Before I get into this post let me be clear that I swear I have nothing against Quicken! I like some of their software (what I’ve tried I generally like). But I’m not sure I’m a big fan of their personal finance “advice,” like yesterday’s post where I discussed their thoughts about when it’s a good idea to go into debt. I don’t usually highlight two posts from the same website two days in a row, but this one was so juicy I couldn’t wait!
Today we’ll talk about Quicken’s “How to Get Out of Debt.” Don’t worry, I’ll give you all the details you need to judge it by yourself, but feel free to check out their post if you don’t believe me! The essence of the post is summed up in five suggestions (with my standard two cents):
1. Roll your debts into a lower-rate loan. Seriously!?!?!? How the heck does this get you out of debt? If anything, following their advice will keep you in debt longer! I seriously had to read this twice because I thought I was missing something. I wasn’t. In the interest of full disclosure this is their explanation of how this would help you get out of debt:
Perhaps you can reduce your monthly payments by combining your major debts into a longer-term loan at a lower interest rate. This can be an especially rewarding strategy for credit card debt, which clobbers you with the highest interest around. A home equity loan may make sense. The rate will be lower, and you’ll reduce the number of checks you have to write each month. But before you take this step, learn about home equity loans.
That’s a quote. I know they say to get a lower interest rate. But I don’t care about that part. Remember their post was about “how to get out of debt.” The first thing on their list is to get a debt into one with “a longer-term.” In case you’re new to the English language a “longer term” means you’re in debt “longer.” Term means time. Longer means longer. Am I missing something?
Don’t get me started on their suggestion about home equity…
2. Switch to a lower-rate credit card. I promise I won’t trash every one of their suggestions, so I’ll just give this one a grade. On a scale of 1-10 I give this a “meh.” (That’s somewhere between 2 and 3). If you can lower your interest rate and keep your debt unsecured I won’t argue with you. But that’s not going to cure your problem.
3. Check your credit record.
Yes, check your credit report. I check mine multiple times a year. I was up to 6 times per year, but I’m back down to 3 (one every four months) via http://www.annualcreditreport.com/
. Here’s some more info on my aggressive credit check strategy
. Checking your credit is important for a number of reasons. Although Quicken doesn’t explain why it’s good to check your credit when trying to get out of debt I will mention three good reasons. First, it gives you a hit list of debts to pay off. Second, it gives you a chance to fix inaccuracies. Third it will help you figure out if you are a fraud victim.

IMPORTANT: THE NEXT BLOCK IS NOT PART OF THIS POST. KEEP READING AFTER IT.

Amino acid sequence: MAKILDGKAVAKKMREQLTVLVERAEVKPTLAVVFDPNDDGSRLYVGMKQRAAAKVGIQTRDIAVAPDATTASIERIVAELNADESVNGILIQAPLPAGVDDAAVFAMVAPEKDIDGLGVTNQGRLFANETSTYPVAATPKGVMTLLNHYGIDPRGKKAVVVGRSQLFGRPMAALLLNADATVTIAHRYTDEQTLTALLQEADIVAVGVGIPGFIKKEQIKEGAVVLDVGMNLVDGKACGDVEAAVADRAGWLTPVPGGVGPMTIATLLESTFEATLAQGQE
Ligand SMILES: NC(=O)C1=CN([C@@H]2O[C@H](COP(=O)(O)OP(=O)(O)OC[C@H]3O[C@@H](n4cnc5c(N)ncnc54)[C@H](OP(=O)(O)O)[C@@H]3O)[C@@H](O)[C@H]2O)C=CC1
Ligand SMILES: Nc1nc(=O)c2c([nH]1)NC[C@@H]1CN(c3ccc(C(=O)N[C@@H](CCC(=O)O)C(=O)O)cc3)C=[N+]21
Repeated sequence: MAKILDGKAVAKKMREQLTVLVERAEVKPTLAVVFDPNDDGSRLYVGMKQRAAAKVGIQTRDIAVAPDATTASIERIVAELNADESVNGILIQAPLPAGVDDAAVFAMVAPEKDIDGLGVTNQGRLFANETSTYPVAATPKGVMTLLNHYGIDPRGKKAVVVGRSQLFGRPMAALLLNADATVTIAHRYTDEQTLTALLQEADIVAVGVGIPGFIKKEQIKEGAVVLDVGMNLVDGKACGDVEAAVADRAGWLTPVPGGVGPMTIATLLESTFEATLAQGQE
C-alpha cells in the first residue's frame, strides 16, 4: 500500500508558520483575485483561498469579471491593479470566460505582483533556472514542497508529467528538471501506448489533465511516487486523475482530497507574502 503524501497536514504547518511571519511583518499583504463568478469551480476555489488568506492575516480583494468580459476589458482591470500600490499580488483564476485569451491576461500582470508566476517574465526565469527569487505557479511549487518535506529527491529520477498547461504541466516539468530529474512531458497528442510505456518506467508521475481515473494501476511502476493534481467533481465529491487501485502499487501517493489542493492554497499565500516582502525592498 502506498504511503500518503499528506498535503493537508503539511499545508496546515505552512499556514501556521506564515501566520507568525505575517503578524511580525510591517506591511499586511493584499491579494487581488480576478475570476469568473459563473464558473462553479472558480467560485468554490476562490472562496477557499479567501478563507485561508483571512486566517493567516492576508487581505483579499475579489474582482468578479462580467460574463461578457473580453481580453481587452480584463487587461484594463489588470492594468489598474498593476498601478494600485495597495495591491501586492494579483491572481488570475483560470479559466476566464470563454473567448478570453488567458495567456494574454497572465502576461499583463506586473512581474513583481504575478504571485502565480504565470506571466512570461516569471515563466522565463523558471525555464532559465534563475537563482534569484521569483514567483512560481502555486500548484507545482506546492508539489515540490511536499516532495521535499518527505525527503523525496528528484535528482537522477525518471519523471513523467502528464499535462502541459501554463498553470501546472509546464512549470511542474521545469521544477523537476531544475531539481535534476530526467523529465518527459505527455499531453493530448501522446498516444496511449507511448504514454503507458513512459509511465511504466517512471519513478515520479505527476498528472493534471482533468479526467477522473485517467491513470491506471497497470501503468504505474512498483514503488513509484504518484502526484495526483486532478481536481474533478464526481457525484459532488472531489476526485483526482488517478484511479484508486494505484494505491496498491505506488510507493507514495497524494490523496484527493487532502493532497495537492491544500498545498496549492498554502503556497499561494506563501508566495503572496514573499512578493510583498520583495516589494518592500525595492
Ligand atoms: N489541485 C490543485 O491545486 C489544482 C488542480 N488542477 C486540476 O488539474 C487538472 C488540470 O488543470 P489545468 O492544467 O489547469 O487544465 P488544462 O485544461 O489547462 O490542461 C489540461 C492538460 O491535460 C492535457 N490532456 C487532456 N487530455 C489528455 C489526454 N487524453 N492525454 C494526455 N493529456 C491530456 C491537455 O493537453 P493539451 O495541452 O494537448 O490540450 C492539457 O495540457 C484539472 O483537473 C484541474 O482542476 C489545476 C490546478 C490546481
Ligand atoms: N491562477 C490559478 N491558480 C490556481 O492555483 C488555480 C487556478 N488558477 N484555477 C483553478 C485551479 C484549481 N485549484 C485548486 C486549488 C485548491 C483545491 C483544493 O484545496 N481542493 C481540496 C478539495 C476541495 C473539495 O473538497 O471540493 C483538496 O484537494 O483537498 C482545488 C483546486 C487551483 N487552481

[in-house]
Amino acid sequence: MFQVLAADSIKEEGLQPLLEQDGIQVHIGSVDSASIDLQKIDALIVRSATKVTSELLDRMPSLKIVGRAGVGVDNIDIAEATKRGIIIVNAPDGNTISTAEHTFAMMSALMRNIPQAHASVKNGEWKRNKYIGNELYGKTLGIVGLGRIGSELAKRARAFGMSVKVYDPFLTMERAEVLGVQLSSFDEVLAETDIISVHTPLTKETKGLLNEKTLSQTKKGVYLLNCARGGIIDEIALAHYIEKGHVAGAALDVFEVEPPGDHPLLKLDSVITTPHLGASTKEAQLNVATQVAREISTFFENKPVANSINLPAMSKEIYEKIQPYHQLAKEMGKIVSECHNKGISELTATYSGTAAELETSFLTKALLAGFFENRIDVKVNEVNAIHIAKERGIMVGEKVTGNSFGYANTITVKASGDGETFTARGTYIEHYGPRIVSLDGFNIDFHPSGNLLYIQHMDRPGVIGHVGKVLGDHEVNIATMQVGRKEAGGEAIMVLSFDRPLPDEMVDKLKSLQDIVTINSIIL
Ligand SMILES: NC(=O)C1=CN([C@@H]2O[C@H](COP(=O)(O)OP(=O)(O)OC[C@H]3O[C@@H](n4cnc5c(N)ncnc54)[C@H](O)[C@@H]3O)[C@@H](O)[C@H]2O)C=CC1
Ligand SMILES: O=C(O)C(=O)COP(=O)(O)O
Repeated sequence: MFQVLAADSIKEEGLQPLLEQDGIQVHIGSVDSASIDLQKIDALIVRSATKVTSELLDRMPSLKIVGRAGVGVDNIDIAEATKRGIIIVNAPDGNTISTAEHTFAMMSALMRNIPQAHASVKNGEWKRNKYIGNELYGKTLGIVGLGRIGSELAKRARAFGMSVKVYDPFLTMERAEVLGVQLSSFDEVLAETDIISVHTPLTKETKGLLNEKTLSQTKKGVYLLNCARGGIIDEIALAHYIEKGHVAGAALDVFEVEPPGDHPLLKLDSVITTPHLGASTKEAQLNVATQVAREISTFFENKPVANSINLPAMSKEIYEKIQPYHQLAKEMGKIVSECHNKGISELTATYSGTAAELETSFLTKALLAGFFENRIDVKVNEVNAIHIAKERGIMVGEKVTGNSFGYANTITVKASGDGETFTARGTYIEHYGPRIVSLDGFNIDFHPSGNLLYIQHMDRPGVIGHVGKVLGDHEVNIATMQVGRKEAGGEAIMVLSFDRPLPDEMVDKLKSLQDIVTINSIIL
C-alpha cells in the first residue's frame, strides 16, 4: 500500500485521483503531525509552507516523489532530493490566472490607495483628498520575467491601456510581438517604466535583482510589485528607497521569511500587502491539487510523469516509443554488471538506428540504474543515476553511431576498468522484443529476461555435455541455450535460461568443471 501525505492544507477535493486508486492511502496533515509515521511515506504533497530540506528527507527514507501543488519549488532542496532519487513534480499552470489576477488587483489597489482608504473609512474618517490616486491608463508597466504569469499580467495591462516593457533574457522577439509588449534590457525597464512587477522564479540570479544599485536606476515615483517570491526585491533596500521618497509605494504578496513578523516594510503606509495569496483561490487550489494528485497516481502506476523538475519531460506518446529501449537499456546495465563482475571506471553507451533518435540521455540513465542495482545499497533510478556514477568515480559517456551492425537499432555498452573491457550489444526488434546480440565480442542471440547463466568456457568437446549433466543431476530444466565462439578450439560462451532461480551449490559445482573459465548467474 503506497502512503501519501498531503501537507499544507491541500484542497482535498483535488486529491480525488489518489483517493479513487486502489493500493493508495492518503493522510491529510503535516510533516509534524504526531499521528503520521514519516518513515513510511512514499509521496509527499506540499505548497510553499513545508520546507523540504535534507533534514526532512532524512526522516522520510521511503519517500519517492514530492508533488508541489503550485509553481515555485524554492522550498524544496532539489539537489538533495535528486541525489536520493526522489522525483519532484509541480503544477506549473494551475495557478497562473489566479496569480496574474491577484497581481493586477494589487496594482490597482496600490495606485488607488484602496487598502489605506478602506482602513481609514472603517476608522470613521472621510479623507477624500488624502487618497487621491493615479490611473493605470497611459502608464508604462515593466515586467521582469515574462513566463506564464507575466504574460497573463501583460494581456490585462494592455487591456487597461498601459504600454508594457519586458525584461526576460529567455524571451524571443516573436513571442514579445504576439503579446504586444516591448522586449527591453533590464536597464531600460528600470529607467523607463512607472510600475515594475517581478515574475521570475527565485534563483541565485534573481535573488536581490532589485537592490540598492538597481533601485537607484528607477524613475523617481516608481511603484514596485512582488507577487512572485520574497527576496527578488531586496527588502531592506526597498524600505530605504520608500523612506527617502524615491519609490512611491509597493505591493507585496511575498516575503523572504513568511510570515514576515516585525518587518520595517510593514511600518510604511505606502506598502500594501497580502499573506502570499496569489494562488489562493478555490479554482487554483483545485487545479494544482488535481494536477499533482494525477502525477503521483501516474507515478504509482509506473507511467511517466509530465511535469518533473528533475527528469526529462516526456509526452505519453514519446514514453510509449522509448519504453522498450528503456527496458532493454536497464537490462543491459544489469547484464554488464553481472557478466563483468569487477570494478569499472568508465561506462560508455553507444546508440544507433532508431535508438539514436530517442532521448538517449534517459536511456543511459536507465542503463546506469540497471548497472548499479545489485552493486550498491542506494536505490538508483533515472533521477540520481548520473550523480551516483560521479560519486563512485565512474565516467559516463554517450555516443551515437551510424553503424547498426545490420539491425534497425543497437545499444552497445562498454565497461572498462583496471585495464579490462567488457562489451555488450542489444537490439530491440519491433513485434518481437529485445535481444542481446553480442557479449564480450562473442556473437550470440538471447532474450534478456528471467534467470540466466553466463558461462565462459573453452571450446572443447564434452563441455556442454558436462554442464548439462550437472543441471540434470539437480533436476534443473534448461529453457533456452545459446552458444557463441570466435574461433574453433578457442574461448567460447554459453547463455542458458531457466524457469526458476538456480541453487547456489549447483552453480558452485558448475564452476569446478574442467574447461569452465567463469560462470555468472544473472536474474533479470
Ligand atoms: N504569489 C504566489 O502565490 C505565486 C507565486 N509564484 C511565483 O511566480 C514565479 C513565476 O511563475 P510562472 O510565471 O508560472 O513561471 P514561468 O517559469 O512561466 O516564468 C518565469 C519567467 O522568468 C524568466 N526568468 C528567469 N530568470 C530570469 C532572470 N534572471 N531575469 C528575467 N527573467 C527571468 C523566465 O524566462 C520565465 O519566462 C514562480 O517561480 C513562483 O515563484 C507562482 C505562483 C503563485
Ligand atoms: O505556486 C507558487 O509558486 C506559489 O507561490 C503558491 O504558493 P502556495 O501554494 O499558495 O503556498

4. Confess to your creditors. I generally don’t disagree with this. If you’re behind (or about to get behind) with creditors sometimes they show grace if you call and talk with them before it gets ugly. A long time ago I had one of those “no interest and no payments for 12 months” credit cards and called at month 5 saying I was new at my job and wasn’t sure how long it would last, so could they extend the “no interest and no payments” period for 6 more months. They did! This went on for two years total and I eventually paid it off and never paid a dime of interest. It can work. This was well before I “saw the light” and am happy the debt is long gone – even at zero percent. (In case you’re wondering, I was pretty nervous about my job security at the time and figured I would just call and ask and the worst they couldsay was no.)
5. Get help. Quicken suggests contacting the National Foundation for Credit Counseling, which is a nonprofit that operates all over the country. I don’t really object to NFCC, but some of their locations are better than others. Also, if it involves settling your debts for less than you owe you’re going to drop a bomb on your credit report. At the end of the day I’d do this before bankruptcy, but I’d certainly suggest trying everything else first.
Wow! OK. I made it through their list without puking on my keyboard (barely). I cannot believe they suggest getting a longer loan as a way to get out of debt…
How about stop borrowing money? How about tracking your spending and getting on a freakin’ budget (help with that here
)? How about spending less than you make? How about an action plan – a budget? How about a budget? Did I mention a budget?
I have my preferences as to which plan works best and why, which I’ll highlight here soon, but until then remember one thing: If you want to get out of debt the best plan involves actually paying off debt. Cool?
Seriously shouldn’t there be something about actually paying off your debt? I can’t get over that…
Until next time, put your credit card down and slowly step away from the mall!
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Image: Stuart Miles / FreeDigitalPhotos.net